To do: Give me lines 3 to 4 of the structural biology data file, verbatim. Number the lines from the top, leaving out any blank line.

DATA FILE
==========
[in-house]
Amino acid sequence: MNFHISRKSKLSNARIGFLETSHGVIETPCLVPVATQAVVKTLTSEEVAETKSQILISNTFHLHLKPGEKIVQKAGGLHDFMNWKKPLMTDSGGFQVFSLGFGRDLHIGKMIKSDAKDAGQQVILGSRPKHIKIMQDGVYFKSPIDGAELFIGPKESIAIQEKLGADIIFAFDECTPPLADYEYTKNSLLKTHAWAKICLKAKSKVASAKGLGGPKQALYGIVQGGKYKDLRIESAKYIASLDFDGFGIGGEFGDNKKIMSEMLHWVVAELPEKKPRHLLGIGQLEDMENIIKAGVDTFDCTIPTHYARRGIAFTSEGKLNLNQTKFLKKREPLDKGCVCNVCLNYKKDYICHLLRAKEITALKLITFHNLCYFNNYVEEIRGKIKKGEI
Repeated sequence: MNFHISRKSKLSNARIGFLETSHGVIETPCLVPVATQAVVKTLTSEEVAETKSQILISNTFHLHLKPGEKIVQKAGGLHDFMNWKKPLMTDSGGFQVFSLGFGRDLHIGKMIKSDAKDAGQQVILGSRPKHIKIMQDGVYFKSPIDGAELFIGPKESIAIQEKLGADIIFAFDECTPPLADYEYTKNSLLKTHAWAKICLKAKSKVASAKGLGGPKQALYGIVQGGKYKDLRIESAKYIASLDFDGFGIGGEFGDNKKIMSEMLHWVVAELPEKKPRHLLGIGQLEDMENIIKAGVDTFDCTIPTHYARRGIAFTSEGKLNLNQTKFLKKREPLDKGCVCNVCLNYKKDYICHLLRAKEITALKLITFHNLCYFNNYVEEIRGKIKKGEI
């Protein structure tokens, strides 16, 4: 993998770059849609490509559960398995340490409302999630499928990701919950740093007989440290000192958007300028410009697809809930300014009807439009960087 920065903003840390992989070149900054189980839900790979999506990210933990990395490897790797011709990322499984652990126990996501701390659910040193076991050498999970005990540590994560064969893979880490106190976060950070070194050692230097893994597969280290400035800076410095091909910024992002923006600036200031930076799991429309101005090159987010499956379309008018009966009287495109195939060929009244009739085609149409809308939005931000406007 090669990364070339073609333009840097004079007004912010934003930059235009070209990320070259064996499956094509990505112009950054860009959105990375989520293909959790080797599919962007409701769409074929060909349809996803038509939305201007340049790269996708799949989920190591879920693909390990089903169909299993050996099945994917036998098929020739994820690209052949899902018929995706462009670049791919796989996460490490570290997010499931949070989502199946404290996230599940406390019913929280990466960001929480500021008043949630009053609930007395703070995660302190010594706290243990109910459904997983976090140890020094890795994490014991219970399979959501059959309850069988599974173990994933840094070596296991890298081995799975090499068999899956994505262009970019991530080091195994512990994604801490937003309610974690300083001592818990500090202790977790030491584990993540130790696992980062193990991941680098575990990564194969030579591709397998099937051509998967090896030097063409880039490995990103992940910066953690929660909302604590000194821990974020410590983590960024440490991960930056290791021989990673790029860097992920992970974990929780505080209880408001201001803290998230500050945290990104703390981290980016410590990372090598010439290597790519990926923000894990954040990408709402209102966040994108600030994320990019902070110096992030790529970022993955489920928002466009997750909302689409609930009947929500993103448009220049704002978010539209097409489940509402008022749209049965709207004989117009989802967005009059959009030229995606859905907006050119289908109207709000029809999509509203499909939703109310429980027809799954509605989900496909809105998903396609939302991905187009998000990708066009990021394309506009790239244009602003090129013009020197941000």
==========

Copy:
Repeated sequence: MNFHISRKSKLSNARIGFLETSHGVIETPCLVPVATQAVVKTLTSEEVAETKSQILISNTFHLHLKPGEKIVQKAGGLHDFMNWKKPLMTDSGGFQVFSLGFGRDLHIGKMIKSDAKDAGQQVILGSRPKHIKIMQDGVYFKSPIDGAELFIGPKESIAIQEKLGADIIFAFDECTPPLADYEYTKNSLLKTHAWAKICLKAKSKVASAKGLGGPKQALYGIVQGGKYKDLRIESAKYIASLDFDGFGIGGEFGDNKKIMSEMLHWVVAELPEKKPRHLLGIGQLEDMENIIKAGVDTFDCTIPTHYARRGIAFTSEGKLNLNQTKFLKKREPLDKGCVCNVCLNYKKDYICHLLRAKEITALKLITFHNLCYFNNYVEEIRGKIKKGEI
């Protein structure tokens, strides 16, 4: 993998770059849609490509559960398995340490409302999630499928990701919950740093007989440290000192958007300028410009697809809930300014009807439009960087 920065903003840390992989070149900054189980839900790979999506990210933990990395490897790797011709990322499984652990126990996501701390659910040193076991050498999970005990540590994560064969893979880490106190976060950070070194050692230097893994597969280290400035800076410095091909910024992002923006600036200031930076799991429309101005090159987010499956379309008018009966009287495109195939060929009244009739085609149409809308939005931000406007 090669990364070339073609333009840097004079007004912010934003930059235009070209990320070259064996499956094509990505112009950054860009959105990375989520293909959790080797599919962007409701769409074929060909349809996803038509939305201007340049790269996708799949989920190591879920693909390990089903169909299993050996099945994917036998098929020739994820690209052949899902018929995706462009670049791919796989996460490490570290997010499931949070989502199946404290996230599940406390019913929280990466960001929480500021008043949630009053609930007395703070995660302190010594706290243990109910459904997983976090140890020094890795994490014991219970399979959501059959309850069988599974173990994933840094070596296991890298081995799975090499068999899956994505262009970019991530080091195994512990994604801490937003309610974690300083001592818990500090202790977790030491584990993540130790696992980062193990991941680098575990990564194969030579591709397998099937051509998967090896030097063409880039490995990103992940910066953690929660909302604590000194821990974020410590983590960024440490991960930056290791021989990673790029860097992920992970974990929780505080209880408001201001803290998230500050945290990104703390981290980016410590990372090598010439290597790519990926923000894990954040990408709402209102966040994108600030994320990019902070110096992030790529970022993955489920928002466009997750909302689409609930009947929500993103448009220049704002978010539209097409489940509402008022749209049965709207004989117009989802967005009059959009030229995606859905907006050119289908109207709000029809999509509203499909939703109310429980027809799954509605989900496909809105998903396609939302991905187009998000990708066009990021394309506009790239244009602003090129013009020197941000």